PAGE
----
ST. PETERSBURG — Karl Nurse and Jim Kennedy first met when they roomed together at a St. Petersburg Area Chamber of Commerce leadership retreat. That was back in 1991.
Now, Kennedy, 60, and Nurse, 63, are leaving the City Council after serving a decade together.
They have been linked together from the start: Nurse lobbied Kennedy to accept an appointment to the council in October 2007 to take over for John Bryan, who committed suicide after allegations of child abuse surfaced.
Kennedy returned the favor months later in April 2008, advocating for Nurse to be appointed to what was traditionally a seat held by black politicians. That caused Kennedy some political angina with black voters as he headed into his first election in November 2008. He won, of course.
Since then, the two Democrats have occasionally found themselves on different sides of certain issues. But they rarely, if ever, clashed.
All that comes to an end Tuesday. Both have reached their term limits.
For the first time in 10 years, there won’t be a Kennedy or Nurse on the council.
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Nurse is leaving with a long list of accolades, most recently the local Sierra Club chapter’s Black Bear Award for his environmental work. That includes pressuring Duke Energy to share cost savings with the city when it replaces traditional street lights with LED lighting (a victory to be formally announced in January); pushing for solar panels and other energy-efficient measures in city facilities; and bolstering the city’s electric vehicle fleet.
It was one of many tearful tributes to a progressive icon in the Sunshine City in recent weeks.
"If I had known people were going to be so kind, I would have quit long ago," quipped Nurse.
He is most proud of his accomplishments on housing. He pushed for a foreclosure registry during the height of the housing bust so banks would be held responsible for distressed properties’ upkeep.
Nurse also championed the "rebates for rehab" program, which helped jump-start an effort to reduce the number of dilapidated properties. The longtime chairman of the council’s housing committee, Nurse keeps close tabs on the number of boarded-up properties citywide, reciting the steadily declining number every chance he gets. From a high of 910 in July 2013, there are now only 238 boarded-up properties.
"He walks the walk, he doesn’t just talk the talk," said Mike Dove, the city’s neighborhood affairs director. "He’s not the kind of council member who says go fix this and bring it back to me. He sits down with us and says ‘let’s see what we can do.’?"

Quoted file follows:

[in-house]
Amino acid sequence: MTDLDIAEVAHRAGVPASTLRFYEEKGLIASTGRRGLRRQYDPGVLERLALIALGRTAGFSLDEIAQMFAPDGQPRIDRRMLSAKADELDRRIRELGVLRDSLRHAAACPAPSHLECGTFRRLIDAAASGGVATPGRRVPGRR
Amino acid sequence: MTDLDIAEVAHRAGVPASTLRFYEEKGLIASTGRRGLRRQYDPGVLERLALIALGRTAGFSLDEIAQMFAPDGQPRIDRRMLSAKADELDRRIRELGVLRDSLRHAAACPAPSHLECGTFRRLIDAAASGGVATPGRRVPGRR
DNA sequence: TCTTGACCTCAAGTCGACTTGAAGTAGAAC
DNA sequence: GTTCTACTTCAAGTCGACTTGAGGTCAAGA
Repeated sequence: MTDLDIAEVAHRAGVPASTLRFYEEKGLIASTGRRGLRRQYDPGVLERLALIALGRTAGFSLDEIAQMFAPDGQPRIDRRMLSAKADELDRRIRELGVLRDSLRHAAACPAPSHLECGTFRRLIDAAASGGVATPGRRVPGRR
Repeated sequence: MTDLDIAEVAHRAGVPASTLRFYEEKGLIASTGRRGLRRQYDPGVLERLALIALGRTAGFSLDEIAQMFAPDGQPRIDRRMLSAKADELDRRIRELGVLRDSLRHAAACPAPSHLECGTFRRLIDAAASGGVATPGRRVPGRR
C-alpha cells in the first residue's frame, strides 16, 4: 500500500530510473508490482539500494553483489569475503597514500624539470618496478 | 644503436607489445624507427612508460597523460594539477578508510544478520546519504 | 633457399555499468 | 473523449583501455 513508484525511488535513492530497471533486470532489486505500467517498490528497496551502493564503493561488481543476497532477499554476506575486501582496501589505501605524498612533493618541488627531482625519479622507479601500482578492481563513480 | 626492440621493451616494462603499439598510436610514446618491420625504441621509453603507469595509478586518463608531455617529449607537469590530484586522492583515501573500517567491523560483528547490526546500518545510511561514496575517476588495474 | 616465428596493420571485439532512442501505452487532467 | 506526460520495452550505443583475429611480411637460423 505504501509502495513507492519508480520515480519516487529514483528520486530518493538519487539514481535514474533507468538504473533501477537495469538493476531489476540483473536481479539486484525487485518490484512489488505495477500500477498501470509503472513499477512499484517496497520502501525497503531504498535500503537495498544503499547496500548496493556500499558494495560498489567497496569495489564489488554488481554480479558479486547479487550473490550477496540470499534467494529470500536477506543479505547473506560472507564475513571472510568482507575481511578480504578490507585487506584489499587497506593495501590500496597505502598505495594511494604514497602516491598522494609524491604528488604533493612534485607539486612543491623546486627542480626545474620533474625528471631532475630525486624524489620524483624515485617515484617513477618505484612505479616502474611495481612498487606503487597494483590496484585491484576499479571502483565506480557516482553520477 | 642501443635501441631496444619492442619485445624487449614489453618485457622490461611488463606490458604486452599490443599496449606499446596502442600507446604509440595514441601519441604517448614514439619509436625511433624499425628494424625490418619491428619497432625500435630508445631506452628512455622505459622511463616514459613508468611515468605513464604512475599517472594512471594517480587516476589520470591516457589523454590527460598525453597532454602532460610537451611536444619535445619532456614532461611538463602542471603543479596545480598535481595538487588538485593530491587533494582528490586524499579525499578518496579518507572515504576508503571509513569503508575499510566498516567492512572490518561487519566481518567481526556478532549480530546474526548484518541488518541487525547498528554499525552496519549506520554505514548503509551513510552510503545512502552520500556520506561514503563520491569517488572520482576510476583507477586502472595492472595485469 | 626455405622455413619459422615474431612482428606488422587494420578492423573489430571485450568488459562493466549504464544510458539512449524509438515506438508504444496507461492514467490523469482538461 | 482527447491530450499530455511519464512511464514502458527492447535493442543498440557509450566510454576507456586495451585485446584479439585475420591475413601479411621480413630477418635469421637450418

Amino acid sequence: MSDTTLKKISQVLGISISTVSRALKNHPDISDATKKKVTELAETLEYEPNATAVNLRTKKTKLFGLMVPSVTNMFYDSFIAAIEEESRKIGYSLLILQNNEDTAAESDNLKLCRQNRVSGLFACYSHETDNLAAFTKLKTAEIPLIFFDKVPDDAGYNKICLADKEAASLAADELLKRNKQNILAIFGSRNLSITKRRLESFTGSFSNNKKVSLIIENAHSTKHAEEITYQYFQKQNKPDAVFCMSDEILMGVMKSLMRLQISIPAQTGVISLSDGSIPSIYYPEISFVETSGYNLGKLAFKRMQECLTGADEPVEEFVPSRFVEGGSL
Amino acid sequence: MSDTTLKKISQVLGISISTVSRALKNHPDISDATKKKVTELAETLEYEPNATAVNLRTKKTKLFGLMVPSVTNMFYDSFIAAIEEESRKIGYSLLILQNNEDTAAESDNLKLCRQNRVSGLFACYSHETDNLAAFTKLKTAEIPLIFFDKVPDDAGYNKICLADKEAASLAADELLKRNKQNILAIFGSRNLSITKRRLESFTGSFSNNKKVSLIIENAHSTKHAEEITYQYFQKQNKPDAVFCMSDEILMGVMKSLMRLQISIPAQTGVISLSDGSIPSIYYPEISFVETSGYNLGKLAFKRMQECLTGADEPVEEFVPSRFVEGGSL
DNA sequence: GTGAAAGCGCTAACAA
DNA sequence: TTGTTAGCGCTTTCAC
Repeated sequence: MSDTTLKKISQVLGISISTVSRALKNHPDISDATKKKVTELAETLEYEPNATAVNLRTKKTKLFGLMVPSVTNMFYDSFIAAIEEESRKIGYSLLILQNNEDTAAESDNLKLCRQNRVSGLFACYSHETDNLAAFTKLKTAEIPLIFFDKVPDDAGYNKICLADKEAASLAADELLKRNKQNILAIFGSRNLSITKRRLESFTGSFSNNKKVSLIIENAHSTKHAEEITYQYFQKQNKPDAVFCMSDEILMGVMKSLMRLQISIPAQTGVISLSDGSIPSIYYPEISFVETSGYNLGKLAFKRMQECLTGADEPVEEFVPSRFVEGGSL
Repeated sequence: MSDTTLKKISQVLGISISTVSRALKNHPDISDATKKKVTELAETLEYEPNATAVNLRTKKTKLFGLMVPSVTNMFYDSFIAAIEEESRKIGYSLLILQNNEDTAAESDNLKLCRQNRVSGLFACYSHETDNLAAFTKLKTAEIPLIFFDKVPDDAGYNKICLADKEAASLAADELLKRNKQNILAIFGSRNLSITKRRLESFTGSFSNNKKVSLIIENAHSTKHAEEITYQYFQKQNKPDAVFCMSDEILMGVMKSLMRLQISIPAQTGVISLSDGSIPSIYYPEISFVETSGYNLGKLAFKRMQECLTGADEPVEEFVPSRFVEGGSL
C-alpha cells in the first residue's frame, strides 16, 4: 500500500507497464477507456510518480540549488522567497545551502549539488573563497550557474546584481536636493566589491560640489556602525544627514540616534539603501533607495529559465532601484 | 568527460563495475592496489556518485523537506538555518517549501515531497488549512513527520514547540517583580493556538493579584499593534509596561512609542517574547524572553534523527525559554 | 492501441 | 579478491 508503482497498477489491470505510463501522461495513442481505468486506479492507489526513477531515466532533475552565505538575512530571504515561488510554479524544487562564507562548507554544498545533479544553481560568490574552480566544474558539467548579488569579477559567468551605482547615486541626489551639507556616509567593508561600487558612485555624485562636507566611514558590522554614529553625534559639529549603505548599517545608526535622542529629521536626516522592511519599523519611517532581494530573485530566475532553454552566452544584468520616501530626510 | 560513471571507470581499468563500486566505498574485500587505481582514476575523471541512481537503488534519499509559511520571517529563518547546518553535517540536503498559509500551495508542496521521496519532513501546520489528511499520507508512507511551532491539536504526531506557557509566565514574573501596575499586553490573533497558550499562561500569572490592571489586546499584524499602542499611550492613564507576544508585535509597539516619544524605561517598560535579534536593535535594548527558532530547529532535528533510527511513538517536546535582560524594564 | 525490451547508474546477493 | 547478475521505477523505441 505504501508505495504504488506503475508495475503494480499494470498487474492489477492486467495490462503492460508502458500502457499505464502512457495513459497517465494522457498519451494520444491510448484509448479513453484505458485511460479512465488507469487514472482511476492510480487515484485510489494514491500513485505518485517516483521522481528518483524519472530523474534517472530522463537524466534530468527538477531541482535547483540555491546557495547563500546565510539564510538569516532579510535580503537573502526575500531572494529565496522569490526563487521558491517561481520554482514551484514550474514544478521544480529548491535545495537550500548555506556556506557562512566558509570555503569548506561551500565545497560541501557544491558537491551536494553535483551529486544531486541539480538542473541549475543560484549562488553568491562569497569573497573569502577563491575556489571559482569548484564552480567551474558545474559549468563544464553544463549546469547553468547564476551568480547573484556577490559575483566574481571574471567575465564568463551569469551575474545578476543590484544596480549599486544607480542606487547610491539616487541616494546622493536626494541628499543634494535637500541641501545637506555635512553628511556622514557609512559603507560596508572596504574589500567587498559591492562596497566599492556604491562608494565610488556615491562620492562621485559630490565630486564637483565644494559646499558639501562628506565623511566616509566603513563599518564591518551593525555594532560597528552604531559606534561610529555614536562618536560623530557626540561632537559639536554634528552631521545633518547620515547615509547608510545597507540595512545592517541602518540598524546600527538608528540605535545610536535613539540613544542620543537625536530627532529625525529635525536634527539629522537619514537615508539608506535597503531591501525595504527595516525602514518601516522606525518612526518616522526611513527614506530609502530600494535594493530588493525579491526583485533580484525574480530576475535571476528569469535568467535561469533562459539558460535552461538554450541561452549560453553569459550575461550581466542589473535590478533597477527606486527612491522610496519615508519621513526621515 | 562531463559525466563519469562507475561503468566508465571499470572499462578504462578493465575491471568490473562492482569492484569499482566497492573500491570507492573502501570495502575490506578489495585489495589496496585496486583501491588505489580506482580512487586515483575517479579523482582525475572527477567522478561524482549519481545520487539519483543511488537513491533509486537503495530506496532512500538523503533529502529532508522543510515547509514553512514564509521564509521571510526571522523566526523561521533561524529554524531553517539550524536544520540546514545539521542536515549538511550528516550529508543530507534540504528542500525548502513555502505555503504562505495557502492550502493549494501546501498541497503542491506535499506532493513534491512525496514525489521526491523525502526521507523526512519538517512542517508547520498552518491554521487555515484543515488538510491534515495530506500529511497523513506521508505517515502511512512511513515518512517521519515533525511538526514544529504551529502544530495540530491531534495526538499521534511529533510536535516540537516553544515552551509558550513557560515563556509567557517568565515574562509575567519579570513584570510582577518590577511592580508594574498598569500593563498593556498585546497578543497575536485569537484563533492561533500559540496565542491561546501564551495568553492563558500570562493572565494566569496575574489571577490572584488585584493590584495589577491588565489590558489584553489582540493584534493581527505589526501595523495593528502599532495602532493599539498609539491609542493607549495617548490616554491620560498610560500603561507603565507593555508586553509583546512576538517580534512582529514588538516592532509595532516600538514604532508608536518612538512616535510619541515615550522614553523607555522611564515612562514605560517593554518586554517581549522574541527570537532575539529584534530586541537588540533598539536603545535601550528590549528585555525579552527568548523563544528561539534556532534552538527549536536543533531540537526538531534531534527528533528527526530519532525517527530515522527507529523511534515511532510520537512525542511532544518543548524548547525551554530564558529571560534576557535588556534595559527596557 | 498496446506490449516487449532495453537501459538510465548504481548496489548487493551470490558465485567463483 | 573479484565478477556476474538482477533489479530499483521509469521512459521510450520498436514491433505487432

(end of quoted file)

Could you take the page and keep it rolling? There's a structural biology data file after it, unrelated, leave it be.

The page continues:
A lot more needs to be done, Nurse said.
"There’s no natural path forward for what most people call ‘the missing middle,’?" he said. "You want a place where the teacher, firefighter or cop can move to and the market is not building those."
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Kennedy made his mark on the council by diving deeply into fiscal and budgetary issues.
He has chaired the influential budget, finance and taxation committee since 2009 and pushed to rewrite the city’s fiscal policy, moving more of the city’s roughly $500 million investment portfolio into higher-performing assets.
He also led the effort to bolster the city’s reserves, establishing a benchmark ratio of the reserves equaling 25 percent of the city’s general fund.
It’s part of his "deep-dive" philosophy of local government, Kennedy said.
"If you want to understand something," he said, "understand where the money comes from and where it goes to and then you can usually figure everything else out."
The city’s finance director said Kennedy has been a valuable partner. On a scale of 1 to 10, Anne Fritz said his fiscal acumen was outstanding.
"He’s probably as close as you get to a 10," Fritz said, "taking something complex and being able to bring it down to something that constituents can understand."
Kennedy also focused on transportation and planning. He has been a long-serving member of Forward Pinellas — the county’s recently renamed transportation planning agency — and its earlier iterations.
Kennedy is proudest of another accomplishment that hasn’t been as closely associated with his legacy: the creation of a seagrass mitigation bank. Growing seagrass and selling mitigation credits for about $500,000 each to developers who destroy the delicate marine plant elsewhere.
Approved last year by the council, the project is still in its infancy but could eventually earn the city millions, Kennedy said.
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When Kennedy and Nurse clashed, it was because their highest priorities were in conflict. Kennedy’s concerns about spending discipline put him at odds with Nurse’s desire to improve conditions for the city’s poorest residents.
"Probably, Karl found me frustrating on some of his ideas," Kennedy said. "In any of our places where we voted differently, we always were able to advocate politely with full respect."
Kennedy is contemplating a run for the Pinellas County Commission District 6 seat currently held by Republican John Morroni, who is leaving office in 2018. State Reps. Kathleen Peters and Larry Ahern and No Tax for Tracks activist Barb Haselden have also announced their plans to run in the Republican primary. No Democrat has sought the seat since 2006.
Kennedy, who supported Republican Rick Baker in the mayor’s race, said he’ll make a decision soon.
Nurse has no definite plans for politics. He wants to travel and get his tennis game back in shape.
He’ll also stay active in affordable housing issues, including a consortium of non-profit home builders who are working with the city to build on vacant or demolished lots.
But for right now, Nurse said, "I don’t have a plan."
Nurse and Kennedy’s council careers will officially end at Tuesday’s ceremonial final meeting, when their successors are set to be sworn in at 9:30 a.m. at City Hall, 175 Fifth St. N.